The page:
How Does Radiation Work?
When radiation enters your body, it is absorbed by both the normal and abnormal cells. It damages the cancer cells by breaking up their DNA strands in the nucleus of the cell. If sufficient damage is inflicted, then the cell cannot continue to grow and reproduce, and usually dies. Normal body cells are also damaged by radiation. However, usually a smaller proportion of them are so affected, and in some cases normal cells are more capable of repairing radiation damage. Thus, the damage to tumor cells outweighs that to normal cells. The goal of your radiation therapy team is to minimize any unnecessary damage to your healthy cells, while successfully eradicating the malignant cells.
Will I Become Radioactive During My Treatment?
During or after your radiation therapy treatment you will not become radioactive unless you have a permanent implant. You can interact with family members and friends in a normal manner. If you have a permanent implant, you will be advised about any restrictions regarding contact with family and friends. The permanent implants are "permanent " only in the sense that the material remains in your body and is not removed. The radiation from the implant will rapidly diminish during the weeks following your treatment to the point where it is undetectable.
What About Side Effects?
While undergoing radiation, the symptoms of cancer are often relieved and you will actually feel better. However, because of the effects of radiation on your normal tissue, you may experience certain side effects. These will depend on the part of the body being treated, the amount of radiation you are given, and your body's individual response. It is important to keep in mind that most of the side effects can be controlled with medication, diet (eating well), and other appropriate measures. Most people receiving therapy lead normal lives and can continue work during their treatment. Most of the side effects from your treatments will gradually diminish within a few weeks after therapy has been completed.
Most patients experience some degree of fatigue during the course of their treatments. This may persist for a few weeks after the end of the therapy. Please remember that this fatigue has nothing to do with your disease and that it is the most common side effect of your treatment, one which will gradually disappear. Before your treatment begins, the radiation oncologist and the nurse will discuss what other possible side effects, if any, might occur and what measures you can take to control or relieve them. They are also available every day to evaluate any side effects you may be having or to answer any questions you have.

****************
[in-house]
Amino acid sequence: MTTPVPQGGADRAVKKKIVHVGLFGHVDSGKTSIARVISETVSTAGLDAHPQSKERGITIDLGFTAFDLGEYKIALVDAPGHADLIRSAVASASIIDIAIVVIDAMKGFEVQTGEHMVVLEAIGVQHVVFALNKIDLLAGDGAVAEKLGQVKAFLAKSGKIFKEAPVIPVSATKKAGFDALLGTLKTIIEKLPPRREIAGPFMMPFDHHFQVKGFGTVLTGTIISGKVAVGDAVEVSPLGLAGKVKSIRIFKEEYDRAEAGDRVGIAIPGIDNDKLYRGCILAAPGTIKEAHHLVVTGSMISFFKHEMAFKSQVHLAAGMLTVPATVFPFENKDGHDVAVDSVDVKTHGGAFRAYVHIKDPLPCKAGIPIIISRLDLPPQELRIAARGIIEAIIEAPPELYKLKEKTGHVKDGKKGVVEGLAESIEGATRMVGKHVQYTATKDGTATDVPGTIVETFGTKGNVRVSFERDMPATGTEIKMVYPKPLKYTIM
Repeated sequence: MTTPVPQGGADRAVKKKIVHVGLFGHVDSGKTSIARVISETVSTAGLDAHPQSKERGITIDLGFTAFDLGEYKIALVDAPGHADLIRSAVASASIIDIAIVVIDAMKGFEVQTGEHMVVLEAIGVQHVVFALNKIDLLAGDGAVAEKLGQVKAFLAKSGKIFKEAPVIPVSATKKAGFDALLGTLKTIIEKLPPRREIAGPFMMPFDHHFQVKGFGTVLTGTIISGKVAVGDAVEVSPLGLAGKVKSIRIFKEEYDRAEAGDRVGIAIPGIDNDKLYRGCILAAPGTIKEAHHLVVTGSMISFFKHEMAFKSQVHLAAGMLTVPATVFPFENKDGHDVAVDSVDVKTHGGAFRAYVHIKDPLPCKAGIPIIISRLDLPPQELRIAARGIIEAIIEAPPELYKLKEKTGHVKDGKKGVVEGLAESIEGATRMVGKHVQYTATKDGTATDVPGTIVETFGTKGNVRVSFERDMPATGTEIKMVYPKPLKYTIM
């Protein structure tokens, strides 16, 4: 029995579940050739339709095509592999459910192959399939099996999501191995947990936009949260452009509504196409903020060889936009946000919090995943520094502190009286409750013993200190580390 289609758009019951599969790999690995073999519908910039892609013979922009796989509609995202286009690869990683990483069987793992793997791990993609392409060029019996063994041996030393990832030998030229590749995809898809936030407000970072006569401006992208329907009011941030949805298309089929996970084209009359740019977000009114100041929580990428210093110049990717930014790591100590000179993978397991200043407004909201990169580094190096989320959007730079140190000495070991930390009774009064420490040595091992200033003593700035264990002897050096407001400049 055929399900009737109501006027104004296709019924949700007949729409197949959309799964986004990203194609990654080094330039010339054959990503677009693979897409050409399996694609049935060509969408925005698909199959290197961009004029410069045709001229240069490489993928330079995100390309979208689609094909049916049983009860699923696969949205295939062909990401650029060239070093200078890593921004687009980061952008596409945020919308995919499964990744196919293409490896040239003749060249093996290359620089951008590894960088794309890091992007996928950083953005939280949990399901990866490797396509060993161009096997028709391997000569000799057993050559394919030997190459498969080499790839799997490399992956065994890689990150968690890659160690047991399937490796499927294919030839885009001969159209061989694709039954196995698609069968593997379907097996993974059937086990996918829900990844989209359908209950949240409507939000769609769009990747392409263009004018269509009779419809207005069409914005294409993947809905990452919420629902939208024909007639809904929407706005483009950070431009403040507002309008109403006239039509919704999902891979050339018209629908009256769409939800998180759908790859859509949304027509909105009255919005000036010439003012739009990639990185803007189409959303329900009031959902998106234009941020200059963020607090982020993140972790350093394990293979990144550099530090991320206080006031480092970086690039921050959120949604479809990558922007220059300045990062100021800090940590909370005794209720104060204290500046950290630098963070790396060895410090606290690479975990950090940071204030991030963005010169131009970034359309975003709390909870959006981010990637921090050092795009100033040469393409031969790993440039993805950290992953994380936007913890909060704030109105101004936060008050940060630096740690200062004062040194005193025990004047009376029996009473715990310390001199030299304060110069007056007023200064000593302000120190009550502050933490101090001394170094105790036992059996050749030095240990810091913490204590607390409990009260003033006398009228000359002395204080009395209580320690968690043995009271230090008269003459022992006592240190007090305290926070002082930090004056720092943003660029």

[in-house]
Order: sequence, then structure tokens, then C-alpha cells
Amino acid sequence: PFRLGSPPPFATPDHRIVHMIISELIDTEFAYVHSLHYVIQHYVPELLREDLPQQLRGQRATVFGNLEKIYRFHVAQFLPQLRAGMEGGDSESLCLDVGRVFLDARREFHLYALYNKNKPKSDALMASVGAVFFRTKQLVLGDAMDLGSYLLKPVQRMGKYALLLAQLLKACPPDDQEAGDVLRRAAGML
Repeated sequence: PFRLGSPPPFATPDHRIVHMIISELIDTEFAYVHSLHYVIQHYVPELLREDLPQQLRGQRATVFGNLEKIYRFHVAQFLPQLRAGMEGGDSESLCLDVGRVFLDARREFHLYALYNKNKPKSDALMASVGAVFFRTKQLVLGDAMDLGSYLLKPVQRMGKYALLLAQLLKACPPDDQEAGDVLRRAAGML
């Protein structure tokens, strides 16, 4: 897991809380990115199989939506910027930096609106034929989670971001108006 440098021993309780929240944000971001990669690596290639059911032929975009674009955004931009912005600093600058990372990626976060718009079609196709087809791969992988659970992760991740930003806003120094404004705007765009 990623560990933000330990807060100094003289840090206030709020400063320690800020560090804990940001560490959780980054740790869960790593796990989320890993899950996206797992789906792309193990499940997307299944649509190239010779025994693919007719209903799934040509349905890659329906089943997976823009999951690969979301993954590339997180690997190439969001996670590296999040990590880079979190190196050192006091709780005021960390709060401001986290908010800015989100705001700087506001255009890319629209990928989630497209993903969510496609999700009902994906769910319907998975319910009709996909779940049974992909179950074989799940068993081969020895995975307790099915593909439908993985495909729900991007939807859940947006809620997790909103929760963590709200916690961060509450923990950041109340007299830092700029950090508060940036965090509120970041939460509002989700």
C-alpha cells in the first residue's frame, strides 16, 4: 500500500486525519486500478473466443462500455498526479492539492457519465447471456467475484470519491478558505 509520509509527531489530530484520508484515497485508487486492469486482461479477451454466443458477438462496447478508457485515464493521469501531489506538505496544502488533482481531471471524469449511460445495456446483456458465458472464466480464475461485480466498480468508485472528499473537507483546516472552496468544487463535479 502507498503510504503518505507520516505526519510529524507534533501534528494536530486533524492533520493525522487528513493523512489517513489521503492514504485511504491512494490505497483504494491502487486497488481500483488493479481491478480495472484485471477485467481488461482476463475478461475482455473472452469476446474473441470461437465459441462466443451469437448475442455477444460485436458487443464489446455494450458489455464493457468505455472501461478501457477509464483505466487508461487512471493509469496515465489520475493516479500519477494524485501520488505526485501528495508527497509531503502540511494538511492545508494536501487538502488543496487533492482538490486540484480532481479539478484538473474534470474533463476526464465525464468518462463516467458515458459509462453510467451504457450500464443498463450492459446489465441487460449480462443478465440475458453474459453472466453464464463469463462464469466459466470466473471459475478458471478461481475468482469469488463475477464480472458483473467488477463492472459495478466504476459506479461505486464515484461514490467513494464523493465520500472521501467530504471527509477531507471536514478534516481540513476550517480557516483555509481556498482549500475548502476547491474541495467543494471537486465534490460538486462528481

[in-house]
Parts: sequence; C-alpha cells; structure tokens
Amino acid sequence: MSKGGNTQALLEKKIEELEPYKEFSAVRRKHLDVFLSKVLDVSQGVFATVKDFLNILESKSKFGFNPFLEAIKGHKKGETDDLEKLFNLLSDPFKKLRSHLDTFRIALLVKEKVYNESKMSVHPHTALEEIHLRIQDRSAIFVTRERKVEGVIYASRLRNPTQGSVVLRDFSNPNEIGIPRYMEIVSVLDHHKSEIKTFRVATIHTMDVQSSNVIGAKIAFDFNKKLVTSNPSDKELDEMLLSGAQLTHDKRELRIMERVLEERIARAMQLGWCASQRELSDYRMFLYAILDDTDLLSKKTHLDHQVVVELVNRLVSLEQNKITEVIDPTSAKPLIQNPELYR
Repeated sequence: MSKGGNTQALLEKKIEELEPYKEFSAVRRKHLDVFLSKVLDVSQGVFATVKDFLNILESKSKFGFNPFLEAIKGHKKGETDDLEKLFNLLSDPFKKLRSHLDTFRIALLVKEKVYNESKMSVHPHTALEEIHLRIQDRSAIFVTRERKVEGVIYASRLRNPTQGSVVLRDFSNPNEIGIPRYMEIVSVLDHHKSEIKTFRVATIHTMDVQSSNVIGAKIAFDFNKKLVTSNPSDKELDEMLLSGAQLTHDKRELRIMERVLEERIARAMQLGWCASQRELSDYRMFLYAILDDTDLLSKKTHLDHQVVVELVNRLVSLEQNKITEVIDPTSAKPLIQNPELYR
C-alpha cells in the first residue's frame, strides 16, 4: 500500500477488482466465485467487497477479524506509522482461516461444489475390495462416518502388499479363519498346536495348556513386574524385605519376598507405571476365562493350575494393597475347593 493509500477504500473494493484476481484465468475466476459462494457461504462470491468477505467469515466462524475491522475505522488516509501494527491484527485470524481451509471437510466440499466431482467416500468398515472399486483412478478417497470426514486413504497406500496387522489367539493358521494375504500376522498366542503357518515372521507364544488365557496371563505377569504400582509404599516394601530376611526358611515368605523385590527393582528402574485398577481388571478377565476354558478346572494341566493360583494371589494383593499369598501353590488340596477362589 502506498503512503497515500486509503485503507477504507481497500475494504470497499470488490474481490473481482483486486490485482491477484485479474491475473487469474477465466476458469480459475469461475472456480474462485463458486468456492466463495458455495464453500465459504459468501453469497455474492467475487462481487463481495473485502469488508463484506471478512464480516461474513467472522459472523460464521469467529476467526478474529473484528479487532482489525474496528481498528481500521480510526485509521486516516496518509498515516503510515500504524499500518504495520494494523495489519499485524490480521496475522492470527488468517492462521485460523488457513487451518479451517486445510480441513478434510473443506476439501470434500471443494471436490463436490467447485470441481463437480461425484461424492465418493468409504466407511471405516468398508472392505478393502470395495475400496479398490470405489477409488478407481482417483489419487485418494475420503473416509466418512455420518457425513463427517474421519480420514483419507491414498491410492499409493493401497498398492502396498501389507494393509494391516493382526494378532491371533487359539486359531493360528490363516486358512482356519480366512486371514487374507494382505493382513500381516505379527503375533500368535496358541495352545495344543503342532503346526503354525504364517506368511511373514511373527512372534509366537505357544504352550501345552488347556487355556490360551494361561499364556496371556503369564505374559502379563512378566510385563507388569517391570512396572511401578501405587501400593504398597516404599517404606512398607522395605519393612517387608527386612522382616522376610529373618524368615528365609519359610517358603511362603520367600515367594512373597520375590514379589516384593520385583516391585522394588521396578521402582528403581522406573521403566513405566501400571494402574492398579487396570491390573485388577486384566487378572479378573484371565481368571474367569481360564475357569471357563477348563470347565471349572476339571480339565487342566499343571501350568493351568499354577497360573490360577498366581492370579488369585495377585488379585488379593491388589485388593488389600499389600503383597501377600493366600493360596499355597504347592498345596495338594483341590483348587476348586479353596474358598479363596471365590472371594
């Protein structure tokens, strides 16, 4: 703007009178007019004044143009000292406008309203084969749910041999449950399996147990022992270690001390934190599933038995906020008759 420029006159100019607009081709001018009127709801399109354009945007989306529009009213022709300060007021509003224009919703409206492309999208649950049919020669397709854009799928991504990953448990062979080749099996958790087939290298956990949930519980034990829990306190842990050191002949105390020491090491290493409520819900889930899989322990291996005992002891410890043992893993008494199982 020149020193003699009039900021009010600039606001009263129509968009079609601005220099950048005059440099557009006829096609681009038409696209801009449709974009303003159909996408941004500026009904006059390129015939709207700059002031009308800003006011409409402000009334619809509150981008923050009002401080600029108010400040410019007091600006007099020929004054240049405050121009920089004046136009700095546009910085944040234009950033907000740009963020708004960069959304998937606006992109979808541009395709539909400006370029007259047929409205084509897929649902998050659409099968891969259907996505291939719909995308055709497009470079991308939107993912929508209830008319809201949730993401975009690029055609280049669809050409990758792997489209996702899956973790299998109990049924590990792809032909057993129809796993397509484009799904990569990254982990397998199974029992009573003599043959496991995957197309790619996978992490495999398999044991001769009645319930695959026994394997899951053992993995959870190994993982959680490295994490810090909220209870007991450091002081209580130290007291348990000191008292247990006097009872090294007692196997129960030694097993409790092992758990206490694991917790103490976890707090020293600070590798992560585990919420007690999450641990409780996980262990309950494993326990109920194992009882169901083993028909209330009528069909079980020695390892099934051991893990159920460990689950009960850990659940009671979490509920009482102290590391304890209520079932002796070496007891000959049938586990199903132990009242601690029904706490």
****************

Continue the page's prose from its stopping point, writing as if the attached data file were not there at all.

What About Birth Control?
It is important for both men and women to practice birth control during the course of treatment. Please feel free to discuss this with your nurse or physician.
What Do You Mean by "Eating Well"?
Eating a well balanced nutritional diet is especially important for people with cancer. Many cancer patients lose weight because they do not eat as much food as their body needs. The disease, depression, or unpleasant side effects of treatment may cause them to eat less. Your nurse can discuss whatever difficulty you may be having and help guide you. There are many tips, recipes, and suggestions available that can help increase your appetite and improve you present diet.
How Many Treatments Will I Need?
To protect normal tissue, radiation treatments are given in a series of small doses. The total treatment course is determined after careful analysis of your particular problem. A typical series of treatments consists of four or five treatments a week, lasting from four to six weeks.
Can I Miss a Treatment?
Unless a "treatment break" is prescribed by your doctor, it is preferable to receive all of your radiation therapy treatments in sequence. Occasionally, because of machine malfunction, a treatment may be canceled. In this case a make-up treatment will be added at the end of your originally scheduled course. The same is true if you cannot come in for a scheduled treatment. Notify your nurse and/or technologist by telephone if you have to miss an appointment.
What is a "Machine Malfunction"? Can the Treatment Machine Harm Me?
The linear accelerators that deliver your treatment are complex machines costing millions of dollars and they do occasionally break down. Because of the very fact that the machines do deliver large doses of radiation, the number one concern of the manufacturer and your hospital staff is patient safety. Linear accelerators in clinical use have many, many redundant saftey systems to assure that you, our patient, is never in any danger.
When malfunctions are detected, the machine will experience a "saftey interlock" condition that will prevent it from being operated until the condition is corrected. However, it is very important for you, as a pateint, to follow all instructions given you by the treatment staff to protect your wellbeing during treaments.
For additional information, please call (631) 444-4000.